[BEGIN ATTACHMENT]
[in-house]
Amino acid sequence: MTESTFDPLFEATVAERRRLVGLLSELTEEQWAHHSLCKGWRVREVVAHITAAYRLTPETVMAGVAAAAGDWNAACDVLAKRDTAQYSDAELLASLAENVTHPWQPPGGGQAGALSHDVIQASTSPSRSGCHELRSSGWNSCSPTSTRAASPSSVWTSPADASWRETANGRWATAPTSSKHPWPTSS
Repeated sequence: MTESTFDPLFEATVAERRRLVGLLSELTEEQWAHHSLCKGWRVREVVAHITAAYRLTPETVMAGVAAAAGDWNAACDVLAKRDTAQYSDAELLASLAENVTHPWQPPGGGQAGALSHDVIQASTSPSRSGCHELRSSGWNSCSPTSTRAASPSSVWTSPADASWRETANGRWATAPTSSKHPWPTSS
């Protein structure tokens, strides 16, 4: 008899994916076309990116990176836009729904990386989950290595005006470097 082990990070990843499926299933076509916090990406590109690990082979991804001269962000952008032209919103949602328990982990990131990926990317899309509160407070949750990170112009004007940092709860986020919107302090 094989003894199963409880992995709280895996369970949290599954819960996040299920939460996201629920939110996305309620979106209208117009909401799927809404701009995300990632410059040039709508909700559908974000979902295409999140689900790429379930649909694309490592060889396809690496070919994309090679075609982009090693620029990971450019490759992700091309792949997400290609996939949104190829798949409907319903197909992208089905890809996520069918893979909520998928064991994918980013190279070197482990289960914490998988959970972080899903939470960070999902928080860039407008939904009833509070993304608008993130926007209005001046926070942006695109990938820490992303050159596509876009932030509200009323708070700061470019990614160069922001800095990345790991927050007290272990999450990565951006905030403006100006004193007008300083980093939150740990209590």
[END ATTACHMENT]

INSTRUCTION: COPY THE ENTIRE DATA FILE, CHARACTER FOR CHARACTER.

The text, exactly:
[in-house]
Amino acid sequence: MTESTFDPLFEATVAERRRLVGLLSELTEEQWAHHSLCKGWRVREVVAHITAAYRLTPETVMAGVAAAAGDWNAACDVLAKRDTAQYSDAELLASLAENVTHPWQPPGGGQAGALSHDVIQASTSPSRSGCHELRSSGWNSCSPTSTRAASPSSVWTSPADASWRETANGRWATAPTSSKHPWPTSS
Repeated sequence: MTESTFDPLFEATVAERRRLVGLLSELTEEQWAHHSLCKGWRVREVVAHITAAYRLTPETVMAGVAAAAGDWNAACDVLAKRDTAQYSDAELLASLAENVTHPWQPPGGGQAGALSHDVIQASTSPSRSGCHELRSSGWNSCSPTSTRAASPSSVWTSPADASWRETANGRWATAPTSSKHPWPTSS
């Protein structure tokens, strides 16, 4: 008899994916076309990116990176836009729904990386989950290595005006470097 082990990070990843499926299933076509916090990406590109690990082979991804001269962000952008032209919103949602328990982990990131990926990317899309509160407070949750990170112009004007940092709860986020919107302090 094989003894199963409880992995709280895996369970949290599954819960996040299920939460996201629920939110996305309620979106209208117009909401799927809404701009995300990632410059040039709508909700559908974000979902295409999140689900790429379930649909694309490592060889396809690496070919994309090679075609982009090693620029990971450019490759992700091309792949997400290609996939949104190829798949409907319903197909992208089905890809996520069918893979909520998928064991994918980013190279070197482990289960914490998988959970972080899903939470960070999902928080860039407008939904009833509070993304608008993130926007209005001046926070942006695109990938820490992303050159596509876009932030509200009323708070700061470019990614160069922001800095990345790991927050007290272990999450990565951006905030403006100006004193007008300083980093939150740990209590």